Monday, May 14, 2012

My Oriental Party night in Cairo

It was a strange night to try and put together... an Oriental theme party for the British club here in Cairo. I mean, these people live in Cairo, they know that all the images of orientalism that they had in their minds before they lived here, are only a small piece in the massive jigsaw.  That people do not actually look like they do in ‘I dream of Jeannie’, ‘Aladdin’ or go around in ‘Tommy Cooper hats’  (fez !)

If I had put this party on in the first 6months of coming to Cairo I think it would have been easier. As it was, after 6 years, my imagination was clouded by reality! I encouraged everyone to dress up... but it is strange asking people to wear ‘Arab outfits’ or galabeyas when they see this as the ‘uniform’ of either the rich Saudi’s etc who flock to Cairo each summer, and who seldom have very little love or respect for Egyptian people or culture... or dress as the bowab (the caretaker of each building), which is one of the lowest class jobs.

The foreigners who hadn’t lived here so long took to it very well. Some Egyptians refused to do it saying I am already dressed as an Egyptian (jeans, t-shirt)... I see their point. However many did dress up too and take it all in the fun way it was all meant. Some even arrived in a taxi dressed in the galabeyas and one girl said she was going on to the Jazz club afterwards still dressed in her baladi dress. I can only imagine how the people there would respond!

The evening started off with Said el Amar, the fabulous tannoura from the Pharaoh boat wowing everyone with his ‘smiling whilst spinning’ skills.

Stuart is a drummer from Scotland who is here in Cairo for a year studying Egyptian Tabla and he came along and performed his 1st ever Tabla solo for us. Impressive.  Watch out for this one dancers back home!!!

Stuart really was our saviour on the night because we had a power cut... so people switched on the torches on their iphones and lit up the stage, he drummed for us and we all danced!!! In fact, I think it really helped the overall atmosphere of the night with everyone much more relaxed with each other afterwards. It is lovely how people pull together when things go pear-shaped! Hmm.... I wonder if that could be staged for future events?!!!

I danced 3 times throughout the night... in various lovely costumes (all by Amira el Kattan, of Pharonix). It was a very appreciative audience and I felt very relaxed and my friend Ellie said it was possibly my best dancing ever (and she has seen me dance a lot since moving to Cairo a year ago). The saaidi dance certainly had lots of moves in it that I know I hadn’t performed before. Now the trick will be to try and remember them so I can do it again!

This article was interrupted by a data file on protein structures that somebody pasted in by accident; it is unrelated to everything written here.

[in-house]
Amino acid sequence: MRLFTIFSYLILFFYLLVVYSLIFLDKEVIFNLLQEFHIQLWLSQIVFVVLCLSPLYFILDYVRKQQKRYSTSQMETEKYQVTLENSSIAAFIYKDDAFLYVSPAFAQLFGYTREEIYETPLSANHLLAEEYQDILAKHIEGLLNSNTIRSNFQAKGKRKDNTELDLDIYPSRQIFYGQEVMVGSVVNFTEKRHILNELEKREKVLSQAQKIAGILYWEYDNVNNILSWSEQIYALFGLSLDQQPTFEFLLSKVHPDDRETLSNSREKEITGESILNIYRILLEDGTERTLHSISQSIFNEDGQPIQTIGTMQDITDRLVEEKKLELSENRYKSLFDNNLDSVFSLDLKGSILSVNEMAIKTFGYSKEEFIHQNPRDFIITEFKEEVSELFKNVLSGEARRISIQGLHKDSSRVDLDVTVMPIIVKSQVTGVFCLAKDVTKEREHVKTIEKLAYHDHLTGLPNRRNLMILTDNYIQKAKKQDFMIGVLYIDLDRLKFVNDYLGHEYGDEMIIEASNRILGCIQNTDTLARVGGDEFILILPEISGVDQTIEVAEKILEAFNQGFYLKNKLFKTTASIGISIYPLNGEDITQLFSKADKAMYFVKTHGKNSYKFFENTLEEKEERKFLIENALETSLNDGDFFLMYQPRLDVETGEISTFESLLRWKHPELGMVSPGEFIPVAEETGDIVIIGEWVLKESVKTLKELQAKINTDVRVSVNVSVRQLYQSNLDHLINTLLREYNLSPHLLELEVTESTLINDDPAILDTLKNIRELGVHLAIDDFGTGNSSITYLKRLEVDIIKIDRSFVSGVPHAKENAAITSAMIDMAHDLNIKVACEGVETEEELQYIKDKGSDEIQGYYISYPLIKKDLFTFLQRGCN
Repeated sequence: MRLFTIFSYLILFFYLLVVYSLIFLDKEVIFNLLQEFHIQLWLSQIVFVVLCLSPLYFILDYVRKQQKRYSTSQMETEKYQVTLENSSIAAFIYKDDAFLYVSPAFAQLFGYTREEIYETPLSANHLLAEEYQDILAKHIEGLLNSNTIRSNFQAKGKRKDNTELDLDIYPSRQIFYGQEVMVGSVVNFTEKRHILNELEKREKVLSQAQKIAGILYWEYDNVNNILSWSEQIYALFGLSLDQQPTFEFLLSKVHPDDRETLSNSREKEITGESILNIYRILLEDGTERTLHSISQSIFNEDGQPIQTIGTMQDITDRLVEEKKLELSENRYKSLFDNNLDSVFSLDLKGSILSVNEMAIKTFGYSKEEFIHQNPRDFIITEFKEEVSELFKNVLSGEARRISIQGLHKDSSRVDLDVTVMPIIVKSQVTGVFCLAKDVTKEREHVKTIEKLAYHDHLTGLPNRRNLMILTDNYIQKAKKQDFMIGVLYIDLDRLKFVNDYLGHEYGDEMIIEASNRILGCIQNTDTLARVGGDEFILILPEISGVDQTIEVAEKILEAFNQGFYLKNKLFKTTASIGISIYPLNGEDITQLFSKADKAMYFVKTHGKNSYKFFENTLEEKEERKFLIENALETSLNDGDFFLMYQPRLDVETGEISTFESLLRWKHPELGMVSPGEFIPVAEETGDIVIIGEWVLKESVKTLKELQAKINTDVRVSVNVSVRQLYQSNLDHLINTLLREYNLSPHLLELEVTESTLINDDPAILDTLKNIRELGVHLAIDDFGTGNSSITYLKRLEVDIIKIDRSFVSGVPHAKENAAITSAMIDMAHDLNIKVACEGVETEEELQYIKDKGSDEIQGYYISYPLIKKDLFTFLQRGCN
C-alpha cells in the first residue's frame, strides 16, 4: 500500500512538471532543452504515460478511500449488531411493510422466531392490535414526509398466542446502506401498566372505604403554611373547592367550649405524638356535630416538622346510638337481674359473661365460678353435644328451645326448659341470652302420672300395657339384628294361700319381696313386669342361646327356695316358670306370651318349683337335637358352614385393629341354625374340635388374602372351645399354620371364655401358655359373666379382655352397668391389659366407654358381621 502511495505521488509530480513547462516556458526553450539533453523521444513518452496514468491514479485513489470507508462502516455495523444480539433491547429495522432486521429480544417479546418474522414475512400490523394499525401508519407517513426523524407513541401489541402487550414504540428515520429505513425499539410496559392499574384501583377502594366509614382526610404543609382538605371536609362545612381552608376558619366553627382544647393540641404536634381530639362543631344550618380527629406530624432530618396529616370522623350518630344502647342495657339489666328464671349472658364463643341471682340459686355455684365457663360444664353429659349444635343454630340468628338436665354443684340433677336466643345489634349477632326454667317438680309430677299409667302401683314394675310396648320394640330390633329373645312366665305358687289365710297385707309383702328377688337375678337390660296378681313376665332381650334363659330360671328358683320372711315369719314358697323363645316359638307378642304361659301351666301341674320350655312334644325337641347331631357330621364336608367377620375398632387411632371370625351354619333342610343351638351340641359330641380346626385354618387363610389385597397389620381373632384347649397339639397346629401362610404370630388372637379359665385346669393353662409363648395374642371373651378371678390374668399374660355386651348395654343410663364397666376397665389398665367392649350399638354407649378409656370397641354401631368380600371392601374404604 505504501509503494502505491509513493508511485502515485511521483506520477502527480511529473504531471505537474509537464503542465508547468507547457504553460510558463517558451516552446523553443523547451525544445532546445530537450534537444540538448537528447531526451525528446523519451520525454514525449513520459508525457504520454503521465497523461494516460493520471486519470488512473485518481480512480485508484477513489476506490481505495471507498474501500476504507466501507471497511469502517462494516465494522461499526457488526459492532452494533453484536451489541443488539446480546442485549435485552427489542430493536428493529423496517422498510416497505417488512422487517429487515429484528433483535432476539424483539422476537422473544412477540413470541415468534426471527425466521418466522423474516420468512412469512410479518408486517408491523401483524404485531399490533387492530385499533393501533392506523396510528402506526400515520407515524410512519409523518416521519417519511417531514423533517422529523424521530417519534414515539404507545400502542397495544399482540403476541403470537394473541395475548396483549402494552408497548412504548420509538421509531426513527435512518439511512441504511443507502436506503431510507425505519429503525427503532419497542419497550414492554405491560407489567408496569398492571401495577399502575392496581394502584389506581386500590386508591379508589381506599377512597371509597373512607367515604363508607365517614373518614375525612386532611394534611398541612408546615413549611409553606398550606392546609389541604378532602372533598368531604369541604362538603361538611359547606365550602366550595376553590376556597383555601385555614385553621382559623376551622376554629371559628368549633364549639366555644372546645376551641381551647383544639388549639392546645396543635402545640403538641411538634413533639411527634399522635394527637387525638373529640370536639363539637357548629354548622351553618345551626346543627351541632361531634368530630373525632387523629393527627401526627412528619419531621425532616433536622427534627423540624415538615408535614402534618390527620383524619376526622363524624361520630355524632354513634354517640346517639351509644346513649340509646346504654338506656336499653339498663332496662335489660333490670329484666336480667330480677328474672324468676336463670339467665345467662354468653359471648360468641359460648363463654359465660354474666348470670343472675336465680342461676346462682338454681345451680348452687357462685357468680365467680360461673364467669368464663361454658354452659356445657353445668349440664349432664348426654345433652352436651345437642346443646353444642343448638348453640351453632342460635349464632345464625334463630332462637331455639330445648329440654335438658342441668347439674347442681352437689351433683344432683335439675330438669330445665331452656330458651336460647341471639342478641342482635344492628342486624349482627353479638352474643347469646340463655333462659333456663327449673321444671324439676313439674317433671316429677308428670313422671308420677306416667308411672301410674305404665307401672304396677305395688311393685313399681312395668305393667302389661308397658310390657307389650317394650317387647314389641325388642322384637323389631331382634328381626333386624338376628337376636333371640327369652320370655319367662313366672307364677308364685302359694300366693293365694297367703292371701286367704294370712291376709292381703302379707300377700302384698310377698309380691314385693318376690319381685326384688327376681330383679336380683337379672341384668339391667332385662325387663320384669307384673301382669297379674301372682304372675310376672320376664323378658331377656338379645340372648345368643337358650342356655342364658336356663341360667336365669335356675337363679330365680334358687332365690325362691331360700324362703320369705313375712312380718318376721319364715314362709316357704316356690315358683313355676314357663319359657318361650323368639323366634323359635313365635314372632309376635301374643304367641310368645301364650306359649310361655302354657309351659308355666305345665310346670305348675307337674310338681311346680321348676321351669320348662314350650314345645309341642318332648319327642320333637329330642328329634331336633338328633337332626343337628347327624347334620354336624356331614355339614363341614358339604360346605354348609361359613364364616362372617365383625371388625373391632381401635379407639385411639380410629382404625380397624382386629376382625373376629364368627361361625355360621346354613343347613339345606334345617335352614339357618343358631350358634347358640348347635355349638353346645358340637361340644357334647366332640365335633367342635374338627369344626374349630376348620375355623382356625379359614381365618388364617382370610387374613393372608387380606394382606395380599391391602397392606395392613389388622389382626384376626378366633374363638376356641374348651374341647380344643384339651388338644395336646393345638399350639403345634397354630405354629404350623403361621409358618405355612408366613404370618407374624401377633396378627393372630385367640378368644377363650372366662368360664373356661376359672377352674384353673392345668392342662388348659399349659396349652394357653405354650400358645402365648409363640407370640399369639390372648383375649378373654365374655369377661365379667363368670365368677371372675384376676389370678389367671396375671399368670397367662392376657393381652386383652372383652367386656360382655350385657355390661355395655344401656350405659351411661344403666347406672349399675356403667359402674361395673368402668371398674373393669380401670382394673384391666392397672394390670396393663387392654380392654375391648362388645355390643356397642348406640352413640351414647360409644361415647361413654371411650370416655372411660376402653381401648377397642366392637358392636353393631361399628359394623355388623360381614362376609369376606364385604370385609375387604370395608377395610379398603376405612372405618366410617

The only act I didn’t feel was appreciated as much as it should have been was my fabulous friend Hisham. He is an amazing dancer, very good technique with a fun cheeky manner too, and he performed a mergance for us (just in normal clothes- no costume or anything, he is not a professional dancer- just someone who loves it). But many of the men in the audience just could not handle it at all. They made certain assumptions about the man, just because he can dance very well, and judged him negatively for it.  I won’t repeat the comments but I was struck by how narrow minded almost all of these, supposedly westernised Egyptian men could be. Egypt has a long long journey ahead of it. Luckily, lots of people did recognise and appreciate the skill involved in his dance and I was very happy that he was there.

Ellie also sang some fitting songs for us to dance to. Well, it seemed only fair, since I go along to almost all her singing gigs and I asked her to sing at my dance gig! Shakira’s waka waka song starts off with a chant of my name ‘Lorna Lorna’. Listen to it! Also ‘walk like an Egyptian’ created some interesting dance floor moves. I couldn’t count how many Egyptian guys just walked (normally) across the floor ‘I’m Egyptian and this is how we walk’ being the joke...!

All in all it was a massively successful night. It was lovely to see some of the other dancers who live in Cairo come along to support me too. Thanks Ladies!

Before people ask- yes there will be photos. We had 2 professional photographers (thanks Kim and Sherif!) there and since they took so many shots of the night, it is taking them a while to sending all through to me- so there will be another blog entry with just photos on it soon!!!

Now, when and where will I hold my next Oriental Party Night.................. I had FUN !


Miss Vena said...

That sounded like a great night. Do you know if anyone recorded it?

Hope all is well. Have a good weekend.

Love and light - Miss Vena

Anonymous said...

A party of racist stereotypes and Orientalism- how fun! And the Egyptians who brought this up were "joking"- typical colonialist mentality strikes again.